Have you been surprised by your child’s distaste for something you really enjoy?

Funnel Painting

This was inspired by an idea we found in Mary Ann Kohl’s Preschool Art. I know I’ve said this many times before, but Mary Ann’s books are brimming with creative and engaging projects, and each of mine are dog-eared in a million places. We used materials that we already had around the house — low threshold projects are my cup of tea! — and the set-up is really easy. The other thing I loved about this activity is the SCALE of it — I knew my child would be captivated by swinging a paint-filled funnel across a huge sheet of paper! Now that we’ve done this, the only drawback I could see was doing this indoors, as my daughter wanted to swing paint in every possible direction, turning me into a mini-general who curbed her enthusiasm more than I like to.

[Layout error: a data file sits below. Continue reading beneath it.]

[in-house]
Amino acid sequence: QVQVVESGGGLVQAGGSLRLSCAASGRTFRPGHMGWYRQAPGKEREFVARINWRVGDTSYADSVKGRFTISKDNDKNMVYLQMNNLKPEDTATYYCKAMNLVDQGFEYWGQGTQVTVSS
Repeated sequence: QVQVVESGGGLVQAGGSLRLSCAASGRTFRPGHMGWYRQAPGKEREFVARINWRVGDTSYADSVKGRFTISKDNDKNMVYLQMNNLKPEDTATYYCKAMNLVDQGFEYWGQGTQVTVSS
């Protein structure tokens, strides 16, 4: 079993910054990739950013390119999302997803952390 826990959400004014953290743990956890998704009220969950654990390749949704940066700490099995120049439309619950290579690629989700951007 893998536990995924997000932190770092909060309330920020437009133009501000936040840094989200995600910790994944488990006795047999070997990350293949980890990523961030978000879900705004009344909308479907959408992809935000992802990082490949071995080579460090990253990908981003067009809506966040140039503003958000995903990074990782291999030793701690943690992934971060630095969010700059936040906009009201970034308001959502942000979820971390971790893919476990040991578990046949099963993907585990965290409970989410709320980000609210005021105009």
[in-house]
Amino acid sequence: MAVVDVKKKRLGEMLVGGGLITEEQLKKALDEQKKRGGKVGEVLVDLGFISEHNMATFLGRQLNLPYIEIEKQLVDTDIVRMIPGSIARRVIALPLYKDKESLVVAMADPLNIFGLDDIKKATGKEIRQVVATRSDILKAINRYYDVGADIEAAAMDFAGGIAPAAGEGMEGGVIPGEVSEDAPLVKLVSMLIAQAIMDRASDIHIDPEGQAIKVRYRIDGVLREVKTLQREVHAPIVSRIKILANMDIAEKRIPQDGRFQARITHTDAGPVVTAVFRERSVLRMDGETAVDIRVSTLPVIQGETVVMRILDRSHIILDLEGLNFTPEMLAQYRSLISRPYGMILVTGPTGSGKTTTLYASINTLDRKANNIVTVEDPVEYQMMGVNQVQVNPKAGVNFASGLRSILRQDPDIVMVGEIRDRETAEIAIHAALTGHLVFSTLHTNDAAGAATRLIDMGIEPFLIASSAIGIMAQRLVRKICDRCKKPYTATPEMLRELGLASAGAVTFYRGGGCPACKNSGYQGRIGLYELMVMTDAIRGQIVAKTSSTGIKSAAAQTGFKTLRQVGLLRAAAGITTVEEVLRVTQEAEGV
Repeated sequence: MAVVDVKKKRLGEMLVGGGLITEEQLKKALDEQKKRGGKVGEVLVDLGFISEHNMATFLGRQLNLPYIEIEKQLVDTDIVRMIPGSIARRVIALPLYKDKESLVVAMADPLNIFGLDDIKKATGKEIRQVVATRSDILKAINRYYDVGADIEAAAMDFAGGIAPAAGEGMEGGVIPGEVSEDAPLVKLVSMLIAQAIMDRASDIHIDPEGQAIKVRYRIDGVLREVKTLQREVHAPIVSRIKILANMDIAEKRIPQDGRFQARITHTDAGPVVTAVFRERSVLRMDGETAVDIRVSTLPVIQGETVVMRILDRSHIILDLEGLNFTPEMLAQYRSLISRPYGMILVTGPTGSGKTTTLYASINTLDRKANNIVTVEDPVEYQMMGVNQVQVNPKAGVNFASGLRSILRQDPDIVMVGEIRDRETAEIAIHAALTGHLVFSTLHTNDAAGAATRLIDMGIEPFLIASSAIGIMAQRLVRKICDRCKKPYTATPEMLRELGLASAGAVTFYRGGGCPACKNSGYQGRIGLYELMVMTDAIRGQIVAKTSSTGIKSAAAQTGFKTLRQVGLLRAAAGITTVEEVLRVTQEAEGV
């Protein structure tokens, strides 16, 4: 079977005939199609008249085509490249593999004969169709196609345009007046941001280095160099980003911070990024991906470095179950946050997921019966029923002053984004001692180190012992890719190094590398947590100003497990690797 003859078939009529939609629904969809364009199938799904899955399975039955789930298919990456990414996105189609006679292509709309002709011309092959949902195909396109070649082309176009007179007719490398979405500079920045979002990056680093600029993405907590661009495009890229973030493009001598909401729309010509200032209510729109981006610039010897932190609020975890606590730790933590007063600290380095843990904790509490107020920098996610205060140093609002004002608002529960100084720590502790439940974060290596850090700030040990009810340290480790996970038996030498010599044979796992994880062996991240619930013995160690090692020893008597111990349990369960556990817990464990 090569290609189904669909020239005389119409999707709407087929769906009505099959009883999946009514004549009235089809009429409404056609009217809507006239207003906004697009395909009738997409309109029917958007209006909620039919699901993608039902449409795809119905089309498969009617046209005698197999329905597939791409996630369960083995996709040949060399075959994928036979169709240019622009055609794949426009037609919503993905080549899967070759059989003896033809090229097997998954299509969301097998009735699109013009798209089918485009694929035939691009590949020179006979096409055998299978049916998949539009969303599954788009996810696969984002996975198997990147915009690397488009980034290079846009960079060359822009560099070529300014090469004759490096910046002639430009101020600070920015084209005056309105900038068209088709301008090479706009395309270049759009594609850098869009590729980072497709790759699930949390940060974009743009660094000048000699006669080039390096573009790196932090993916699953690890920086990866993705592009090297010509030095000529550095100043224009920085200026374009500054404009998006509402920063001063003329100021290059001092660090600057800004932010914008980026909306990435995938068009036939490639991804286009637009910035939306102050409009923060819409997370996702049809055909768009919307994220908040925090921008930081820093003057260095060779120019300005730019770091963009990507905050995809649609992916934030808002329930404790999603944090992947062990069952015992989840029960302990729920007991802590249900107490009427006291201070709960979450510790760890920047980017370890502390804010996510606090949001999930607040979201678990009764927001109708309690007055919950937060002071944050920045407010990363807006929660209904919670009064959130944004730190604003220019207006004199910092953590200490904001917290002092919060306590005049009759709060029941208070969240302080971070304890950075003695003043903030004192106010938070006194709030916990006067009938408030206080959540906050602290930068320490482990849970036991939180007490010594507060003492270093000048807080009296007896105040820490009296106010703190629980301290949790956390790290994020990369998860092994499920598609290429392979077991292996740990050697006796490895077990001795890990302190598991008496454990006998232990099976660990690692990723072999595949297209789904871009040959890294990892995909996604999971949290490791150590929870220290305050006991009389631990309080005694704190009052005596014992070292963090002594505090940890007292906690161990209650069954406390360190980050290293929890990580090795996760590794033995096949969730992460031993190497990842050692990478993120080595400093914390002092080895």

To make this happen, we used:

  • A curtain rod
  • String
  • Funnel
  • Large sheets of paper
  • Paint
  • Tape
  • Chairs to suspend the swinging funnel

My daughter helped me tape a big sheet of paper to the floor. We noticed that it wasn’t long enough, so we added some more. I could tell that the paint would come pouring out of the funnel, so I taped off the bottom of it to make the hole a bit smaller. I wrapped some string around the funnel, and taped it in place. Then I looped the string over the pole.

Ready, set…

GO!

After a few easy-breezy swings, N wanted to give the poor little funnel some heavy-duty pushes, which would have been fine if we were outdoors. After mopping up the fourth or fifth puddle of paint off my floors, we called it quits, but we’ll definitely be taking this activity outside in the near future. I can also envision sand in the funnel over a sandbox, or rice over a (really big!) sensory table.

Do you have any other ideas for funnel swings?

The Butter Experiment

Last week we made butter!